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How We Could Prevent Massive Bee Deaths and Save Our Food

Despite scientific evidence indicting certain common pesticides, the EPA continues to allow their use.

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Theobald’s beekeeping business has operated at a loss for several years now, and he expects it will this year, too. His honey crop this year was just 10 percent of what was considered normal before the bees began dying. After the webinar, he said of it, “I want to give the EPA some credit but they're making it awful hard for me. That summit wasn't a summit. It was a propagandizing opportunity for the chemical industry.”

He continued, saying, “What they've done is they've turned the environment into the experiment. The EPA has distorted its sense of its role to this sham they call mitigation. Just release it to the environment… and then purport to mitigate the damages. They're not mitigating the damages… Who's in the driver's seat here? This is horrible mismanagement of a regulatory agency.”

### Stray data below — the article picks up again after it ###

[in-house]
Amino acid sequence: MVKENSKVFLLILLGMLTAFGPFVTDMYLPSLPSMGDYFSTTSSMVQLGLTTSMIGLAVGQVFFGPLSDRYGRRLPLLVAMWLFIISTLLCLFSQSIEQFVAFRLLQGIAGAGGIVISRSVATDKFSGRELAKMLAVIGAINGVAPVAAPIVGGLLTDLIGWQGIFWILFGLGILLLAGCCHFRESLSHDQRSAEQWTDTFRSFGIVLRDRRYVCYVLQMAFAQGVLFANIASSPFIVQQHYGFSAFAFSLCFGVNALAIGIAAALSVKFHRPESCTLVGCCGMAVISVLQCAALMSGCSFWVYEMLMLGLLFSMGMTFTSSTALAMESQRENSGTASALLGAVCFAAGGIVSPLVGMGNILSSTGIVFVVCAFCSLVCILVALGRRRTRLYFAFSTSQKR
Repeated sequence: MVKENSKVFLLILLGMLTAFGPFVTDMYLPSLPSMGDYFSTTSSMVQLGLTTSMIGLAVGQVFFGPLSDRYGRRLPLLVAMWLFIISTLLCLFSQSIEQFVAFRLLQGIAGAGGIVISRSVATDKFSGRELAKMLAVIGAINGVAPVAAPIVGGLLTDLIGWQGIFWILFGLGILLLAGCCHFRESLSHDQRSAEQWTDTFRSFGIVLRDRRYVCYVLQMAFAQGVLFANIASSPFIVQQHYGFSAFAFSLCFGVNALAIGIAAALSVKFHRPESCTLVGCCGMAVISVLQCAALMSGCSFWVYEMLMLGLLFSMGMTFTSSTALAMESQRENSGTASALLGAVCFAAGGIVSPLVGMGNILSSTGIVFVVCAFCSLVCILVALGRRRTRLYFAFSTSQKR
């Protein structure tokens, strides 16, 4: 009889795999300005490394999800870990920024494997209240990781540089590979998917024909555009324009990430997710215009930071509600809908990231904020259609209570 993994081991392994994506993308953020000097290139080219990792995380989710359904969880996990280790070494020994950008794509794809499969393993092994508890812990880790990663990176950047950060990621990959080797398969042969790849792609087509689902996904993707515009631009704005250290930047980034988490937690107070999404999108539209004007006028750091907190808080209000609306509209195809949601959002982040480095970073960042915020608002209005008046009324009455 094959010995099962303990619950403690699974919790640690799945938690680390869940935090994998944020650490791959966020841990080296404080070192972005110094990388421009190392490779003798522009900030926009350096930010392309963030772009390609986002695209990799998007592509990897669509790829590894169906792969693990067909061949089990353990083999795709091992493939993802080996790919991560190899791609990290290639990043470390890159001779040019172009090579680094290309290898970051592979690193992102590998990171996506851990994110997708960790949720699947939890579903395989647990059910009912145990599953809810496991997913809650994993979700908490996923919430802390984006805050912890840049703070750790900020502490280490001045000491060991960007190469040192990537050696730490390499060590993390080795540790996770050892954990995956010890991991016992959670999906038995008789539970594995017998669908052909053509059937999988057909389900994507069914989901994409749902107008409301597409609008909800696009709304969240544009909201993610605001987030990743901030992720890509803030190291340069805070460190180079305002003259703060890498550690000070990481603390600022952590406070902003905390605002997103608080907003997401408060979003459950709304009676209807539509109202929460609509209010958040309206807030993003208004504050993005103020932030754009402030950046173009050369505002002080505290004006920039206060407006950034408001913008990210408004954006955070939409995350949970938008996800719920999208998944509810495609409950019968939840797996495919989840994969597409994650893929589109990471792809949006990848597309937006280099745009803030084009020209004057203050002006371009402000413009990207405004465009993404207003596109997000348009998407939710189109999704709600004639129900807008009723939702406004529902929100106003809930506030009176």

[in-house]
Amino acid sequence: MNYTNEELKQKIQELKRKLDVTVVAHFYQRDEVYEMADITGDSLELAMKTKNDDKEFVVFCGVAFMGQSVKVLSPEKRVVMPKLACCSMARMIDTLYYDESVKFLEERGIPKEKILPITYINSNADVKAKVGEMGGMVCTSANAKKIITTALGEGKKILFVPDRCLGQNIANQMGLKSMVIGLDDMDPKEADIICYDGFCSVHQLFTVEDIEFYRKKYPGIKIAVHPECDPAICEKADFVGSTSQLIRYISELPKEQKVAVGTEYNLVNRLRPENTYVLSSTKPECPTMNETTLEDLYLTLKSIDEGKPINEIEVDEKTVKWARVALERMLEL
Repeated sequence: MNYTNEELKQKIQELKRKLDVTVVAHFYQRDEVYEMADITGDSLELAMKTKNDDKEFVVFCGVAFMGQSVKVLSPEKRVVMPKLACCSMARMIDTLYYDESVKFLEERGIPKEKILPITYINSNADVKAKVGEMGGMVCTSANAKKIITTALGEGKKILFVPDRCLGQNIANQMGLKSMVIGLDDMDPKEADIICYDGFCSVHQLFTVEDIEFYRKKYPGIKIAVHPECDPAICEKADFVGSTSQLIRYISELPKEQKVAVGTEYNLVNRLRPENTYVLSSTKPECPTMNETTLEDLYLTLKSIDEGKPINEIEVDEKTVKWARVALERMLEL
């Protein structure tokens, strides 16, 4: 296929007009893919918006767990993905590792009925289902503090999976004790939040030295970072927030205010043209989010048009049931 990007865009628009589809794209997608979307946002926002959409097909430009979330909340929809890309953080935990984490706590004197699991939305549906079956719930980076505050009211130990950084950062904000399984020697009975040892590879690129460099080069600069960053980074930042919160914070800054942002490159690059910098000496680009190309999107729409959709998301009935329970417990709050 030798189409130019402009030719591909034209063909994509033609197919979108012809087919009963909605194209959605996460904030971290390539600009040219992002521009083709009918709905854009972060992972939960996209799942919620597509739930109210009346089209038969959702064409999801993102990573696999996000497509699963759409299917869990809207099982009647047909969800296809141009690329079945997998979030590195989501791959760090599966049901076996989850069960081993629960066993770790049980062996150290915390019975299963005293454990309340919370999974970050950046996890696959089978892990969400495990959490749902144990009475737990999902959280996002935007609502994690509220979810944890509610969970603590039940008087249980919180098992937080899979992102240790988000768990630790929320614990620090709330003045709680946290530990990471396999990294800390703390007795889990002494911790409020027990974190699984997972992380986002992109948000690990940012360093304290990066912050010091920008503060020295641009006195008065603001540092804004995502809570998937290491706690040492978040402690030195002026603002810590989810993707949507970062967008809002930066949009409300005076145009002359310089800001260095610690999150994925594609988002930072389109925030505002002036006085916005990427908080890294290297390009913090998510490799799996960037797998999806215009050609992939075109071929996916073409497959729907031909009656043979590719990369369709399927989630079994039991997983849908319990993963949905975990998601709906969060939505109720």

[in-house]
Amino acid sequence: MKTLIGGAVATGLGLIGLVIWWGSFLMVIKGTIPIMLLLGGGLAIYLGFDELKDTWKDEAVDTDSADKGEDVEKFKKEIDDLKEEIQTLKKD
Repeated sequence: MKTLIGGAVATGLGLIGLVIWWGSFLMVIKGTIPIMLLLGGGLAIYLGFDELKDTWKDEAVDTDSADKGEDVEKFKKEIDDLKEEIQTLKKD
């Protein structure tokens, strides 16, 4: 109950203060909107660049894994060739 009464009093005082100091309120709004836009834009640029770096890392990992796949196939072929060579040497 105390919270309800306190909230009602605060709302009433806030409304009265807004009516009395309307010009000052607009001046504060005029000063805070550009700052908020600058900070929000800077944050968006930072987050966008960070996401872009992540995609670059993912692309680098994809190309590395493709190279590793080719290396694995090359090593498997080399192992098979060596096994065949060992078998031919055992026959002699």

Although there’s little private citizens can do, beyond submitting comments to the EPA about these pesticides, contacting your representatives, and perhaps even getting your own beehive, you might be surprised to find out that these toxic pesticides are widely available for home use. Bayer sells imidacloprid in products sold for use on roses, flowers, shrubs, trees (even fruit and nut trees!), and lawns. Even the flea treatment Advantage sold for your pet contains it!

If you use a landscaping service or hire an arborist, they might have access to even more potent forms of these pesticides. Be sure you know what they are using – and remember that the bees are consuming any nectar or pollen produced by your plants, even if you think of those plants as non-edible.

Jill Richardson is the founder of the blog La Vida Locavore and a member of the Organic Consumers Association policy advisory board. She is the author of "Recipe for America: Why Our Food System Is Broken and What We Can Do to Fix It."

 
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